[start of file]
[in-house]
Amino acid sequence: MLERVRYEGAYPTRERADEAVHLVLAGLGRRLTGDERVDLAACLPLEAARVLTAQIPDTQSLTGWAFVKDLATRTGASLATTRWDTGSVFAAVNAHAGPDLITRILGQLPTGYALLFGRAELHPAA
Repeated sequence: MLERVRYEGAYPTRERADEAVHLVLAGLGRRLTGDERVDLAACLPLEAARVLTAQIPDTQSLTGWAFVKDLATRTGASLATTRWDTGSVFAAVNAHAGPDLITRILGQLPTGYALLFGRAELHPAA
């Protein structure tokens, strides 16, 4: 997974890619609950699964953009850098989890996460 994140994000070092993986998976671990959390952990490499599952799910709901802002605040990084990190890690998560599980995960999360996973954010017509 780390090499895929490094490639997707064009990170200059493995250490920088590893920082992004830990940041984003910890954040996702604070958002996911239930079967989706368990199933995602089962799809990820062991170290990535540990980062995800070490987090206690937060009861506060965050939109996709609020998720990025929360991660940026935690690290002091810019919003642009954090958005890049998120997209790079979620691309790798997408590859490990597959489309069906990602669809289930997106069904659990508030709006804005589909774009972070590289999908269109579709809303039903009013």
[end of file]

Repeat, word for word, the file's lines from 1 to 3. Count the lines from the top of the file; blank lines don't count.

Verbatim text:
[in-house]
Amino acid sequence: MLERVRYEGAYPTRERADEAVHLVLAGLGRRLTGDERVDLAACLPLEAARVLTAQIPDTQSLTGWAFVKDLATRTGASLATTRWDTGSVFAAVNAHAGPDLITRILGQLPTGYALLFGRAELHPAA
Repeated sequence: MLERVRYEGAYPTRERADEAVHLVLAGLGRRLTGDERVDLAACLPLEAARVLTAQIPDTQSLTGWAFVKDLATRTGASLATTRWDTGSVFAAVNAHAGPDLITRILGQLPTGYALLFGRAELHPAA